Its four founders, fondly nicknamed the 'Stuzzi boys', are on a mission to bring a slice of the hidden back streets of Italy to the UK.
Executive chef Brett Lee fell in love with Italian food on a trip to Italy while working under Gip Dammone in Leeds restaurant Salvo's.
Born in Headingley, Brett didn't discover his love for food until he was kicked out of school as a teenager and got a job as a kitchen porter at Horsforth's Inside Out.
"I enjoyed the environment and the buzz of the place," The 34-year-old told Yorkshire Evening Post.
"I didn’t have many options, so one of the chefs suggested I tried catering college.
"My first day of catering college was an absolute nightmare, it was hard and I'd never cooked before.
"But I persevered and set myself targets and goals. If I was going to do it, I was going to do it properly.”
Brett worked at No 3 York Place before taking up a job at the prestigious Devonshire Arms in North Yorkshire.
He added: “I started cooking at 17 and set myself a goal of being in a Michelin-star restaurant by 21.
"I was part of the team at the Devonshire Arms that won the Michelin star, so that was fantastic.”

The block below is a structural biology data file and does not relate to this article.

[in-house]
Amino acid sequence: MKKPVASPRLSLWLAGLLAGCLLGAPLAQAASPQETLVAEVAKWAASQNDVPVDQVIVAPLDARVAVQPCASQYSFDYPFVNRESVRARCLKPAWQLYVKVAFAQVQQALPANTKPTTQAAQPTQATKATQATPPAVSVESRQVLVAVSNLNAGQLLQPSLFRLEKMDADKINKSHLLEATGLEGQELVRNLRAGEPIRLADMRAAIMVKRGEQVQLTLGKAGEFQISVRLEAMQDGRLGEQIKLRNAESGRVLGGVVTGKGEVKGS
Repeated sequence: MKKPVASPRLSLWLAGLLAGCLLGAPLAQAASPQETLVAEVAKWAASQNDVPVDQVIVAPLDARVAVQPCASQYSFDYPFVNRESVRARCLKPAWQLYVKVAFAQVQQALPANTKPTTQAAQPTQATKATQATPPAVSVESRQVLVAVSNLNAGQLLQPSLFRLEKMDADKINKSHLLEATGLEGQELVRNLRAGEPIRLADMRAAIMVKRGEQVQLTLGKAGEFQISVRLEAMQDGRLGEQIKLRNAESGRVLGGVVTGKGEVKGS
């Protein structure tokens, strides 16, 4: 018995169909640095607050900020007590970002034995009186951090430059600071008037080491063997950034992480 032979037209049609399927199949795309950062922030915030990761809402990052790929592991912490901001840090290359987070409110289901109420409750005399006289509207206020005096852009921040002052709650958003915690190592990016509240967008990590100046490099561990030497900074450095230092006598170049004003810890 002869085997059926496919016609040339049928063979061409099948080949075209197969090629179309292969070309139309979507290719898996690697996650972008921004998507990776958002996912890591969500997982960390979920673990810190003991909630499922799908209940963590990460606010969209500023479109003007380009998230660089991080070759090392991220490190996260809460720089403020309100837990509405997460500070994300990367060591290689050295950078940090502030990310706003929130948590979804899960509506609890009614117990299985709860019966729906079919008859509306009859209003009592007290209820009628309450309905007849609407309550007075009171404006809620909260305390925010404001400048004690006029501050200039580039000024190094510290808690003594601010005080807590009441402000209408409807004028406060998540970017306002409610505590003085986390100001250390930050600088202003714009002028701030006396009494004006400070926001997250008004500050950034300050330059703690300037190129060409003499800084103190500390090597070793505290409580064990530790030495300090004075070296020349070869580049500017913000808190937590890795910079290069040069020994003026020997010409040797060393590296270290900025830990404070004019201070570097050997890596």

While working at Salvo's, Gip's "infectious" love for Italian food rubbed off on Brett - and he joined the Stuzzi team on the day it opened its Harrogate restaurant in 2014.
Stuzzi offers little plates of Italian cuisine, which are traditionally eaten by hand, in a relaxed and homely atmosphere.
“It means that everybody can dig into a little piece of everything," Brett said.
“For Italians, that’s how they eat - it’s very family-led and a shared experience and we wanted to recreate that within the restaurant.
“It’s not just about the food or about the wine, you can have any experience you want.
"You can go ‘big dog’ and have everything on the menu and a really expensive bottle of wine, or you can have as little as possible. The options are endless.”
Just over a year after Stuzzi launched its Leeds restaurant in Merrion Street, the four founders faced their biggest challenge yet.
After being forced to furlough staff during lockdown, the directors launched a delivery service which they would often cook and deliver themselves.
"It went absolutely crazy," Brett added.
“It’s been very challenging for everybody, but the message we wanted to get across to our staff was that we’d go down fighting.
"We showed everybody that we’re not bothered about mucking in, we led from the front and tried to smash takeaway out the park. And we got a fantastic response.”
The team launched Italian food hampers, dry pasta and other treats during lockdown which they continue to sell to customers, offering a slice of Stuzzi at home.
Brett added: "There’s always something new to discover - from a chef’s point of view and a business point of view.
"It’s the excitement of what we can create and achieve that’s what gets me out of bed in a morning."
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